This past week the community of El Tamarindo found itself once again at risk of immediate eviction from the land that has been home to some 130 families since the late 1990s. On April 9, a meeting was held in which a decision was made to go through with an order of eviction for El Tamarindo, despite the fact that the conditions for resettlement guaranteed to the community as victims of the armed conflict had not yet been met. The plan was to force the community into accepting one of three resettlement proposals–each of which disregarded the community’s vocation and identity as farmers and their requirement for collective resettlement.
Meanwhile, back in El Tamarindo the community celebrated April 12th as a day for children “to let the imagination soar.” The day was filed with games, crafts, song, laughter, and smiles. Through the day’s creative activities, the children manifested the trauma that previous evictions have seared into their collective memory. The words they spoke and and the pictures they drew revealed a reality of insecurity and fear, in which their families’ relationships to the land means everything, and yet they understand that it can be taken from them at any moment. At the same time, the children expressed their resilience, flying kites and speaking of their hope for peace and a future in which they can live happily with their families as a community, working the land and caring for their animals.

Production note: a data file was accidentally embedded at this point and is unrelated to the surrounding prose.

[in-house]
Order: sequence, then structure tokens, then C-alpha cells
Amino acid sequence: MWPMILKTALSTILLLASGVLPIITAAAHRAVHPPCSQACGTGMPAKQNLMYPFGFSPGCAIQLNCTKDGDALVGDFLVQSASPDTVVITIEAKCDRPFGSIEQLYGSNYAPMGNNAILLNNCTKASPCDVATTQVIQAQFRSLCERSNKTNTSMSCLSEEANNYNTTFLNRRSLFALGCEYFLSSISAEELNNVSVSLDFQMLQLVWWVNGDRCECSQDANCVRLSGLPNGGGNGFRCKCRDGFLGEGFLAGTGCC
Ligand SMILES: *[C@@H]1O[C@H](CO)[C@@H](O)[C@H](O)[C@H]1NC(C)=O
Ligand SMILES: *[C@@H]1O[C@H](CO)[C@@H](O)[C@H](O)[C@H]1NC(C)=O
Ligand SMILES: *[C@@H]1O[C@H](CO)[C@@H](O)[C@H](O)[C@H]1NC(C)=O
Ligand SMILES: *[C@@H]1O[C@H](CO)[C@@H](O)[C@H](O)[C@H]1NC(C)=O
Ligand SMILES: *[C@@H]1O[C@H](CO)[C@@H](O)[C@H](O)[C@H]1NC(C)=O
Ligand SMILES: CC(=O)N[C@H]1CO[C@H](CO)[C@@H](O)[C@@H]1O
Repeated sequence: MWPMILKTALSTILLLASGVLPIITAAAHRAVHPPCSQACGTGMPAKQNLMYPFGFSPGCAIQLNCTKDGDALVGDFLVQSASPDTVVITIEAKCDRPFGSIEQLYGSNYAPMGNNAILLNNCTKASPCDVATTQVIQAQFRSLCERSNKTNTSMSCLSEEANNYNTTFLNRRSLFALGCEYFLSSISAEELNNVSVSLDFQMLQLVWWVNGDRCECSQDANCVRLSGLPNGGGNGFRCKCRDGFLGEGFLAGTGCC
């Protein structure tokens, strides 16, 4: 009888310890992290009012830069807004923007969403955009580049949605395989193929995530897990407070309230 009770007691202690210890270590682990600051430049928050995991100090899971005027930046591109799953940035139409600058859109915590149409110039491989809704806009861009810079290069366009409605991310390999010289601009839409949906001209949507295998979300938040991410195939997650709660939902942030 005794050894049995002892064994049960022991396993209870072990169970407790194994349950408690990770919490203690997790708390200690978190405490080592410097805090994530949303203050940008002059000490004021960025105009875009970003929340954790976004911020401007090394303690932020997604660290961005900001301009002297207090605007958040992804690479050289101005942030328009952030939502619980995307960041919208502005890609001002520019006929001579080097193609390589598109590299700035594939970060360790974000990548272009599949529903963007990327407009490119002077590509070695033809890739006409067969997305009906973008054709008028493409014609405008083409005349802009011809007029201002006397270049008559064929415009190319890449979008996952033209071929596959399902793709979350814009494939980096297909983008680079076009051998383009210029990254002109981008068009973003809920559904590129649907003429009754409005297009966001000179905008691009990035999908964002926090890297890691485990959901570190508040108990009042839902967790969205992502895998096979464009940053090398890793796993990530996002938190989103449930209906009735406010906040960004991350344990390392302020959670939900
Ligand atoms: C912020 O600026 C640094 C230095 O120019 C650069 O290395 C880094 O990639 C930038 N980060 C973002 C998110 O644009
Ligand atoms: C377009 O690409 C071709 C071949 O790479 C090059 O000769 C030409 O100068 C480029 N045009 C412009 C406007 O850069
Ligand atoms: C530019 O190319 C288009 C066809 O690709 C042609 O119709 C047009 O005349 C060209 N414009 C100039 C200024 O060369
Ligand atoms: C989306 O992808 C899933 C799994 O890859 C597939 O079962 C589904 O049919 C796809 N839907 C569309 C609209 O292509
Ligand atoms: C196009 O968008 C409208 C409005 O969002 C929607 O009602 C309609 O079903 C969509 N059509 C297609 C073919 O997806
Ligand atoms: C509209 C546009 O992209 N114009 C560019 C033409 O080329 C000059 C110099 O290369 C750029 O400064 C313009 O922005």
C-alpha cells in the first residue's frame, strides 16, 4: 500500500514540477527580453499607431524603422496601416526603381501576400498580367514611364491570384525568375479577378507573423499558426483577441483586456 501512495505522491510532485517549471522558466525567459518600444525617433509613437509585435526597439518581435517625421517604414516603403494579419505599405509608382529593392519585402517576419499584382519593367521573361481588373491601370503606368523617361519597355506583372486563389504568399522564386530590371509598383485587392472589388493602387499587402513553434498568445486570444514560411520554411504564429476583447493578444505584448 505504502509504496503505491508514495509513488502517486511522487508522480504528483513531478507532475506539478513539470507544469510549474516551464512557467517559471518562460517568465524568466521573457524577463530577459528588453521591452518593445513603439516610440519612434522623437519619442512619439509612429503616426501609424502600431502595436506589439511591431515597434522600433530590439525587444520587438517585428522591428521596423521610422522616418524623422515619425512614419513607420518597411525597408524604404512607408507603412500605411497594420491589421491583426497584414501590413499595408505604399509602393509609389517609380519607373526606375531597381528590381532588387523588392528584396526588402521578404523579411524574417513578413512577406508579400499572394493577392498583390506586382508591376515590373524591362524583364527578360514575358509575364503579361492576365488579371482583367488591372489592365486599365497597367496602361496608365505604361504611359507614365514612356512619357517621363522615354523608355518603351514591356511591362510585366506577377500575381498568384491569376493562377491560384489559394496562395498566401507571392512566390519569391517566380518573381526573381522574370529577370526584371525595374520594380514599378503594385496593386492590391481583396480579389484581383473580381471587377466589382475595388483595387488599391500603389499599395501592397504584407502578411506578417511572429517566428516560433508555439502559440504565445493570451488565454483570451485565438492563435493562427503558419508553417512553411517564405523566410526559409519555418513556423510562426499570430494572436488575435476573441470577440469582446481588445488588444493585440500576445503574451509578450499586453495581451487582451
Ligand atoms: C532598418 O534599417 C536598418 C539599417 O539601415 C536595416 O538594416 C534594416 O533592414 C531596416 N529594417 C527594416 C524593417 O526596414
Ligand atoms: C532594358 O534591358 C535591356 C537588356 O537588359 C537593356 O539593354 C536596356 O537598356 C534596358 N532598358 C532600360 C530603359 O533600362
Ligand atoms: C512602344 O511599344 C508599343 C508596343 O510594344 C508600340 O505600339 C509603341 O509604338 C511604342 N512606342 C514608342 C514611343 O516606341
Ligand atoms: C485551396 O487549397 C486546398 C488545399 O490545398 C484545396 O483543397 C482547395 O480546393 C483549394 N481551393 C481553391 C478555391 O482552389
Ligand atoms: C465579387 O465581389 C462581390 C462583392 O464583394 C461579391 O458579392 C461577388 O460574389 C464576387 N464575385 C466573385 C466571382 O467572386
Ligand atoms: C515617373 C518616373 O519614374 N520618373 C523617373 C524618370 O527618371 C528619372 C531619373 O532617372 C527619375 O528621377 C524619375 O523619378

Largely thanks to the outpouring of support for the community of El Tamarindo (see the Amnesty International Urgent Action here), the eviction process has been put on hold for the moment. However, the location of Tamarindo in a Free Trade Zone means that the pressure to push the community off the land prematurely will only continue. The residents of El Tamarindo have already constructed a comprehensive proposal for their resettlement. Now it us up to the authorities to respect the community’s rights to life, land, and dignity by ensuring that the conditions outlined in the proposal are met. In the words of one child last week, “I want peace, and I don’t want them to evict me from my home, and I want to be happy in my plot of land.” It is not too much to ask.